Security & Fraud

Google, FBI, Cybersecurity Firms Shut Down Online Ad Fraud Scam

Google, FBI Help Shut Down Online Ad Fraud Scam

Google, the FBI and White Ops, along with a handful of cybersecurity companies, recently collaborated to shut down a digital ad fraud scam that used 1.7 million computers to generate fake clicks.

According to a report in The Hacker News, the fake clicks were used to trick online advertisers for years and make tens of millions of dollars as a result. According to the report, 3ve (pronounced “Eve”), which is what the group called its online ad fraud campaign, was active since 2014 but could have been around for longer. Activity from the group increased in 2017, becoming a huge business with greater than $30 million in profit last year.

The botnet scheme relied on different strategies to create the fake clicks, including creating their own botnets, making fake versions of websites and visitors, selling fake ad inventory to advertisers and stealing the Border Gateway Protocol IP addresses, according to the report. Other tactics included hiding real IP addresses and infecting PCs with malware to create or generate fake clicks for online ads. The report noted the Department of Justice this week unseals a 13-count indictment against eight people from Russia, Kazakhstan and Ukraine who are believed to be behind the operations.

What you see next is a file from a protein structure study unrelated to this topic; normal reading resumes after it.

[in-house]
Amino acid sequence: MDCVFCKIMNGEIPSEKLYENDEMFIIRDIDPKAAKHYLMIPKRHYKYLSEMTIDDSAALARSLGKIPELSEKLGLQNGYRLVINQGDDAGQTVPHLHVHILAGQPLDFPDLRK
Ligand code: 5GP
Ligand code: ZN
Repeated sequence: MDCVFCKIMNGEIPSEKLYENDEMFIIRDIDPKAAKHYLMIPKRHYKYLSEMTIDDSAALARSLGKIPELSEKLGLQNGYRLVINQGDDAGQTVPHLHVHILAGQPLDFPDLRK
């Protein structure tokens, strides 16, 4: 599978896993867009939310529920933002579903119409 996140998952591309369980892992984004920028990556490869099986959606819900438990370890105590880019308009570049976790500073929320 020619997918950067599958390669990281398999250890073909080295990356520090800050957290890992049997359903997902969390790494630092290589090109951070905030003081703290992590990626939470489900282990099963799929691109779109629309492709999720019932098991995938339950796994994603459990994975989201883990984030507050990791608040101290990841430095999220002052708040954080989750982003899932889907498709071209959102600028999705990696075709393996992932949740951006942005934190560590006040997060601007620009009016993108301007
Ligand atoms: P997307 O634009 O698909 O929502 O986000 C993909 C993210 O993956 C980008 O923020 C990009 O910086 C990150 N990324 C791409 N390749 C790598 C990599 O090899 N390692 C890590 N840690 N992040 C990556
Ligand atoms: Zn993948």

“Tech-savvy fraudsters try to produce fake traffic and fraudulent ad inventory to trick advertisers into believing that their ads are being seen by actual, interested users,” White Ops researchers said.

The report noted that Google and several cybersecurity firms said the ad fraud scheme was named 3ve because it relies on three sub-operations. “Its operators constantly adopted new ways to disguise 3ve’s bots, allowing the operation to continue growing even after their traffic was blacklisted. Whenever they were blocked off in one place, they’d reappear somewhere else,” Google said.

The Hacker News noted that from September of 2014 through December of 2016, the scammers used more than 1,900 computer servers hosted in commercial data centers to load ads on more than 5,000 counterfeit websites, which generated millions of dollars in profits for the scam company.


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